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Allow a full day to go, return, visit and have lunch at Azucenas Zapotecas in San Martin Tilcajete.  You will want to stop at the women’s cooperative in San Antonino to browse the intricately embroidered blouses, at the wood-carving studios in San Martin Tilcajete, and look at Rodolfo Morales‘ stunning murals in the Ocotlan municipal building. If you have time, visit Abigail Mendoza in Santo Tomas Jalieza, too.

How to get there:  Travel down the Ocotlan highway.  Pass San Martin Tilcajete, the wood carving village. Turn right at the sign for San Antonino Castillo Velasco. Go to Libertad and turn right.  Turn left on Independencia.  Look for #24 painted on the door. On the roof are two large clay lions to guard the gate.  Knock hard!

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Shopping in San Antonino Castillo Velasco, Oaxaca

My sister and I set out for San Antonino Castillo Velasco, Oaxaca, to visit the potter Don Jose Garcia Antonino who makes life-size human figures sculpted from local red clay called barro rojo.  We decided to go before everyone arrived for the wedding so that we could focus on the shopping day at hand.  Barbara has been wanting to get one of Don Jose’s sculptures for years.  She was set on getting one she could see eye-to-eye with.  Yes, they are that big!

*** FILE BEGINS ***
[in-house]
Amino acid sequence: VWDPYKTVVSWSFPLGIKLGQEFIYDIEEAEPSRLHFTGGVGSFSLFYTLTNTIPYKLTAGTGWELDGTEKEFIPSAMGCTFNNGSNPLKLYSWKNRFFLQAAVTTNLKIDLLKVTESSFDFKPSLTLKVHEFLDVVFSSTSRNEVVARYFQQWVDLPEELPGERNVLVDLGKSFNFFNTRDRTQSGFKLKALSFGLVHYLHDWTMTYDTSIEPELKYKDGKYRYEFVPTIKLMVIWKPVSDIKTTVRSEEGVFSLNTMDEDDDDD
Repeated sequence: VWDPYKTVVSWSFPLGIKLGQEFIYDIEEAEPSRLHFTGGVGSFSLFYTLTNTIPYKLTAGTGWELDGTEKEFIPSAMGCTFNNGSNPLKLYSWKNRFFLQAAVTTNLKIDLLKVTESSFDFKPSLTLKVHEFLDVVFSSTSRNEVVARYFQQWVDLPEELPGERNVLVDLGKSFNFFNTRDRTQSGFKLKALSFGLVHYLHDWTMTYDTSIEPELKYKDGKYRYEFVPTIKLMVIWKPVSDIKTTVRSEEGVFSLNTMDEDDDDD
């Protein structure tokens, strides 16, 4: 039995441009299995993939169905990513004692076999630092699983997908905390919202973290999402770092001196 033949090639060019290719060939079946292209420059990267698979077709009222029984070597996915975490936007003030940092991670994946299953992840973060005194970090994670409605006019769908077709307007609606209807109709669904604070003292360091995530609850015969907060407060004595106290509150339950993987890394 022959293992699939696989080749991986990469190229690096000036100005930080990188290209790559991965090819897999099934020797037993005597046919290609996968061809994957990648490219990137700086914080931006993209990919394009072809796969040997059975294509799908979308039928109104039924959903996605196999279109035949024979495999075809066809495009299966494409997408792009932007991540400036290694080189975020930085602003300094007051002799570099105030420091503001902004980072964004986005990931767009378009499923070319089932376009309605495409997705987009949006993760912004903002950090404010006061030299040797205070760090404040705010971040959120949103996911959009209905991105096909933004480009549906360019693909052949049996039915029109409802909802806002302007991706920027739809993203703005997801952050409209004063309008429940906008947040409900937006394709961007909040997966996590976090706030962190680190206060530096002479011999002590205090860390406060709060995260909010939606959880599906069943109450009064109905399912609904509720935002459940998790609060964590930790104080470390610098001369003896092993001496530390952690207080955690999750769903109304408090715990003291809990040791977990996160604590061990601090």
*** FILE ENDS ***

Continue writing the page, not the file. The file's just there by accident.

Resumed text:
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Jose Garcia Antonio‘s daughter dusts off the figure Barbara selected while his granddaughter watches us.  He is featured in the recently published book, Grand Masters of Oaxaca.  Calle Libertad No. 24, San Antonino Castillo Velasco. Telephone (951) 539-6473.  email Jose Garcia’s son at josemiguelgarcia2010@gmail.com

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San Antonino is mostly known for it’s intricate multi-colored embroidery with designs of flowers and birds that embellish blouses and dresses.  The quality and amount of the embroidery plus the finish work determine the price of a garment that can range from 200 pesos to 6,000 pesos (that’s about $17 USD to $525 USD).  The white on white version is known as the Oaxaca Wedding Dress.